Political news

state of Illinois

For the first time in three weeks, state representatives will convene Thursday in Springfield.

Not much has changed in those three weeks. There's still no agreement between Democratic legislators and Republican Gov. Bruce Rauner on a state budget.

But representatives are back anyway, and they do have some budget measures on the table.

For one, they're set to discuss Chicago Mayor Rahm Emanuel's proposal to exempt some middle-class homeowners from paying higher property taxes.

Senator Dick Durbin is urging Congress to pass a long-term transportation plan. He used a bridge in Rockford to illustrate a problem plaguing the nation. Durbin and Rockford-area lawmakers held a news conference Monday under the Jefferson Street Bridge while it was getting some much-needed repairs.

Update: Wednesday 5:26 P.M. A federal judge has ruled that in-home services for senior citizens are covered by Medicaid and should be funded, despite the budget impasse.

Attorneys for the State of Illinois are expected back in federal court today. The state is being challenged for not funding in-home care for seniors during the budget impasse.

Congressman John Shimkus says he supports efforts in Washington to block federal funding to Planned Parenthood, but he doesn’t favor a government shutdown over the issue.

The fifteenth district Republican says voters have demanded de-funding after secretly-recorded videos surfaced of Planned Parenthood officials allegedly discussing selling fetal organs.

The organization has said those videos were heavily edited and denied it’s done anything illegal. 


Illinois's junior, Republican Senator Mark Kirk -- opposes the nuclear deal with Iran. But the state's senior U.S. Senator Democrat Dick Durbin, has been key in sheparding it through Congress. 

That's provided grist for the D.C. rumor mill.

Durbin is the Senate Democrats' No. 2, what's known as the minority whip -- a job at which Durbin excelled when it came to the nuclear agreement.

State of Illinois

State Senator Darin LaHood is expected to step down this week after winning election to Congress. That means the ten Republican Party chairs in the district have one month to review applications and pick a replacement.

Peoria County Republican Party chairwoman Katherine Coyle says four people are interested in the job so far.

“Many of those people have been making their way just to meet for coffee, meet all the county chairman, get to know them, talk to them, show them their resumes, that type of thing,” Coyle said.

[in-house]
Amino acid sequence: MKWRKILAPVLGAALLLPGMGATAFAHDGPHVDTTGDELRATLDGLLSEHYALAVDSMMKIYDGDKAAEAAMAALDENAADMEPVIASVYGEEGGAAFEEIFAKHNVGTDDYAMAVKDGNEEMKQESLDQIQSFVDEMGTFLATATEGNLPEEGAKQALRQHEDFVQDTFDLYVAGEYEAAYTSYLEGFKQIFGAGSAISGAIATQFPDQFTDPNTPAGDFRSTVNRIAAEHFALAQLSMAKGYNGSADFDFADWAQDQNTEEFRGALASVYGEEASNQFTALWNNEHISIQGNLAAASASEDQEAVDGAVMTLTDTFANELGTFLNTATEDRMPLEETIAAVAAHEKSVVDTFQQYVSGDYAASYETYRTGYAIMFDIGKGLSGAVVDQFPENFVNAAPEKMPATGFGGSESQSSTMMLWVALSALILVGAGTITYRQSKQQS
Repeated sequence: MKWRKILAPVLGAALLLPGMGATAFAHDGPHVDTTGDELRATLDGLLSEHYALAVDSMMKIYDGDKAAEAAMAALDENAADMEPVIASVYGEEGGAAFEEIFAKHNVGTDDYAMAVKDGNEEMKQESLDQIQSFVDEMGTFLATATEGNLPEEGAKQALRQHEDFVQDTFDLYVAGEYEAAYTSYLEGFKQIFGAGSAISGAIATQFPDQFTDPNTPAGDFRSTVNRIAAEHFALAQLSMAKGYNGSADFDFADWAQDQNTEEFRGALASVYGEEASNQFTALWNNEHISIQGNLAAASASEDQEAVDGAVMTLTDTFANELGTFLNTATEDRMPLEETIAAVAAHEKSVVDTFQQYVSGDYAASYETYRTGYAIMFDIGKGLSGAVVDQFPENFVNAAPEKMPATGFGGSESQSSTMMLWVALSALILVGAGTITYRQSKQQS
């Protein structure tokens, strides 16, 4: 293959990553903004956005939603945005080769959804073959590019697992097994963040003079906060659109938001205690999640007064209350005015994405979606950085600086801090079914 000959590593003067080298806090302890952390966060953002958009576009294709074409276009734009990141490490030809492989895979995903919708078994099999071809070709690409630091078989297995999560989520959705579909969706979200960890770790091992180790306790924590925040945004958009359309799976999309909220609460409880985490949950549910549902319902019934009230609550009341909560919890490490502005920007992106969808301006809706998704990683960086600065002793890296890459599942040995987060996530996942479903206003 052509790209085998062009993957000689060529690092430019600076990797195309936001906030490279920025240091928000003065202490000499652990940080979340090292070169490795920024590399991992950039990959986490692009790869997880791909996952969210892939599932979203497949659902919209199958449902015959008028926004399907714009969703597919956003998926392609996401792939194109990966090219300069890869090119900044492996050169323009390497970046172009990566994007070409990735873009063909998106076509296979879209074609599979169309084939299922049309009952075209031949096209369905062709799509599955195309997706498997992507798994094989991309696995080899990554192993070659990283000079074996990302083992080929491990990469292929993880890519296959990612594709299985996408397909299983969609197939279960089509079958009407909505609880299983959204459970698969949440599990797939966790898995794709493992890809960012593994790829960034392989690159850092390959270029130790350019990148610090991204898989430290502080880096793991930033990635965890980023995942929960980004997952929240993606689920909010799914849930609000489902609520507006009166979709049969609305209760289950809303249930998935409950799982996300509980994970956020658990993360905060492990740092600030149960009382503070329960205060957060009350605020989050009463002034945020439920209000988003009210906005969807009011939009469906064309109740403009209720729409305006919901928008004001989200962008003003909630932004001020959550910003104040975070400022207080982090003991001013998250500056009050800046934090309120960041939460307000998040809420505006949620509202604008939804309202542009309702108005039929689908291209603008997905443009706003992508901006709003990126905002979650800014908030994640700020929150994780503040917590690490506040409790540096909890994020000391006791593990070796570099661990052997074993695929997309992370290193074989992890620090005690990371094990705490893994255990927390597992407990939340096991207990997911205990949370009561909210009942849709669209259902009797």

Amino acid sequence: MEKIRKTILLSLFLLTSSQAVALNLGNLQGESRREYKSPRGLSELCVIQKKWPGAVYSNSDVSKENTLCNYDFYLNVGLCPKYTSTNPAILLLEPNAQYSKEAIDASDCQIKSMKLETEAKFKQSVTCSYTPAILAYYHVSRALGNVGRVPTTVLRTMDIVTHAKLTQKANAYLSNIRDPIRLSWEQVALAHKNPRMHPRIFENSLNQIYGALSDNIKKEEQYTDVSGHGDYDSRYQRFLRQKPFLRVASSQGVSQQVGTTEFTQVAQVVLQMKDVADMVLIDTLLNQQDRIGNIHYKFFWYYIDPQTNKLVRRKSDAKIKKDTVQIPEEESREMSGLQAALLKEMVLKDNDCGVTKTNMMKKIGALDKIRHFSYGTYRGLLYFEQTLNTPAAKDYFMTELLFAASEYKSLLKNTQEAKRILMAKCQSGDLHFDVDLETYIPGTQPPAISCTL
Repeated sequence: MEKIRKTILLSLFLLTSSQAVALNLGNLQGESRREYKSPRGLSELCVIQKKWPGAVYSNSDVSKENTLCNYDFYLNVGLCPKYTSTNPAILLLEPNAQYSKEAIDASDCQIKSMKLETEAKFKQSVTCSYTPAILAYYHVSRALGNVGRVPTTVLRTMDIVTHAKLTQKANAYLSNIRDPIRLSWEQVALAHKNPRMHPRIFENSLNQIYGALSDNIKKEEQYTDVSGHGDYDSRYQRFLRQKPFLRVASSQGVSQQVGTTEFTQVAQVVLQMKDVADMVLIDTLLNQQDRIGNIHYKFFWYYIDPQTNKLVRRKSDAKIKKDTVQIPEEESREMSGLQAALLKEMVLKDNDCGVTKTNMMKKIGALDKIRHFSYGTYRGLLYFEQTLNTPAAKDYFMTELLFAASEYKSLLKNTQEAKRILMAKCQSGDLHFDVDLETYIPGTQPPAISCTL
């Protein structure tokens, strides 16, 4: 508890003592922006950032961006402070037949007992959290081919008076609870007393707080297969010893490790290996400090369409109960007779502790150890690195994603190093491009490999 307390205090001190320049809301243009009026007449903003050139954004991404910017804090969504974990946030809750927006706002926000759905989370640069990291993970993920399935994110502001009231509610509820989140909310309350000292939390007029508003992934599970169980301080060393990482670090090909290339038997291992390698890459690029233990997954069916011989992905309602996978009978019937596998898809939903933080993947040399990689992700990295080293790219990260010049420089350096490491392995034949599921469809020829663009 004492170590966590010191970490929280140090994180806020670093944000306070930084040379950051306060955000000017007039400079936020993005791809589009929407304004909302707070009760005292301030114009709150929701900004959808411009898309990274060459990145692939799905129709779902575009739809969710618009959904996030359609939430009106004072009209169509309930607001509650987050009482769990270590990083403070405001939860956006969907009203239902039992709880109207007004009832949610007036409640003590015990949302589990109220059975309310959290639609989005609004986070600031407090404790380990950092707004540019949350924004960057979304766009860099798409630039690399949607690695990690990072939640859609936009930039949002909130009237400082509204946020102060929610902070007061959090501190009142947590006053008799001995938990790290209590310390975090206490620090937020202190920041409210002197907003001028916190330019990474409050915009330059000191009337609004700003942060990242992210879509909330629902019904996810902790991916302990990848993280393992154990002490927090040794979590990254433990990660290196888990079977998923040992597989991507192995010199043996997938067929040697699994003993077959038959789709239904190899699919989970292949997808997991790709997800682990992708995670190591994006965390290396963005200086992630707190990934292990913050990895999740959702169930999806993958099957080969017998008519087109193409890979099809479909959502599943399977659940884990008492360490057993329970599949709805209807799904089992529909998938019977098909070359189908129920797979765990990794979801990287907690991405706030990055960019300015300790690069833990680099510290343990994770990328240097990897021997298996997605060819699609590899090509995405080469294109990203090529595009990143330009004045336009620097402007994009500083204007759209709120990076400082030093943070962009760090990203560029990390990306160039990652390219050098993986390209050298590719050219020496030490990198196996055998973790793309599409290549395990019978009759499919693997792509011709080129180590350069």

Republican presidential candidate Scott Walker is calling for sweeping restrictions on organized labor in the U.S. He says he seeks to replicate nationwide his successful effort as Wisconsin's governor to curb the power of unions.

At a town hall meeting in Las Vegas today, Walker will propose eliminating unions for federal workers and making all workplaces right-to-work … unless individual states vote otherwise.

He also wants to scrap the federal agency that oversees unfair labor practices and make it more difficult for unions to organize.


Illinois repealed capital punishment in 2011. Four years later, a state lawmaker wants to bring it back.

Senator Bill Haine, an Alton Democrat, says some acts are so evil, they call for a special response.

"The law should be a force reckoned with,” Haine said. “And part of that is to have available, to a prosecutor and to a jury, the option of asking for the death penalty -- if someone forfeits one's life if they cross that line." 

Illinois’ top four legislative leaders used to hold marathon meetings with the governor to work out their differences. But that changed this year. The state’s top leaders haven’t met in months.

When is the last time House Speaker Michael Madigan met with Gov. Bruce Rauner?

"Last meeting with the governor? I don’t recall exactly when it was."

He said that Wednesday night. A few weeks earlier, House Republican Leader Jim Durkin on the same question:

“It was a month and a half ago."


A national survey conducted by the University of Illinois-Springfield shows growing positive attitudes toward the rights of transgendered people…but maybe not when it comes to their medical care.

The online survey shows 81 percent support those who are transgendered having the same rights as the rest of us. But only about half are for using public funds to help provide medical treatment for transgender people.